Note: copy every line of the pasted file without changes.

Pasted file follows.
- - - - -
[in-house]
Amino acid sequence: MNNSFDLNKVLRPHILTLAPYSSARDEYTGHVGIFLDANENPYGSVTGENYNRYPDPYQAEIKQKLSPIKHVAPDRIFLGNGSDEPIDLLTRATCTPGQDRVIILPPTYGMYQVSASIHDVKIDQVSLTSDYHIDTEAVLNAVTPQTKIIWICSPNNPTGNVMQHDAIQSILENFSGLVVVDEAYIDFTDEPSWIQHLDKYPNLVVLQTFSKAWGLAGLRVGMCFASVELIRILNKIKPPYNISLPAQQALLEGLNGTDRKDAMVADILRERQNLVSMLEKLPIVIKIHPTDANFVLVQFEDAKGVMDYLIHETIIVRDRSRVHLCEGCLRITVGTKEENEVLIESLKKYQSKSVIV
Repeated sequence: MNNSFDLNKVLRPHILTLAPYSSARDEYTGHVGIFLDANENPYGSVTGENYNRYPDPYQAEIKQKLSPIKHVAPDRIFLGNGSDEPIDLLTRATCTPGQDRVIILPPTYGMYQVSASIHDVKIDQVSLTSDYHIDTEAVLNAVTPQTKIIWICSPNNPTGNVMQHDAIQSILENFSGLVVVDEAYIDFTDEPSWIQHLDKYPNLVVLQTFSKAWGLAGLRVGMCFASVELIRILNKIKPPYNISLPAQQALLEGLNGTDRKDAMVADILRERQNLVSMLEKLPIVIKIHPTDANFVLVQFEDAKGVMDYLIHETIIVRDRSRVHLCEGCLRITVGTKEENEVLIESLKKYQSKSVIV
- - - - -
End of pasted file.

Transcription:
[in-house]
Amino acid sequence: MNNSFDLNKVLRPHILTLAPYSSARDEYTGHVGIFLDANENPYGSVTGENYNRYPDPYQAEIKQKLSPIKHVAPDRIFLGNGSDEPIDLLTRATCTPGQDRVIILPPTYGMYQVSASIHDVKIDQVSLTSDYHIDTEAVLNAVTPQTKIIWICSPNNPTGNVMQHDAIQSILENFSGLVVVDEAYIDFTDEPSWIQHLDKYPNLVVLQTFSKAWGLAGLRVGMCFASVELIRILNKIKPPYNISLPAQQALLEGLNGTDRKDAMVADILRERQNLVSMLEKLPIVIKIHPTDANFVLVQFEDAKGVMDYLIHETIIVRDRSRVHLCEGCLRITVGTKEENEVLIESLKKYQSKSVIV
Repeated sequence: MNNSFDLNKVLRPHILTLAPYSSARDEYTGHVGIFLDANENPYGSVTGENYNRYPDPYQAEIKQKLSPIKHVAPDRIFLGNGSDEPIDLLTRATCTPGQDRVIILPPTYGMYQVSASIHDVKIDQVSLTSDYHIDTEAVLNAVTPQTKIIWICSPNNPTGNVMQHDAIQSILENFSGLVVVDEAYIDFTDEPSWIQHLDKYPNLVVLQTFSKAWGLAGLRVGMCFASVELIRILNKIKPPYNISLPAQQALLEGLNGTDRKDAMVADILRERQNLVSMLEKLPIVIKIHPTDANFVLVQFEDAKGVMDYLIHETIIVRDRSRVHLCEGCLRITVGTKEENEVLIESLKKYQSKSVIV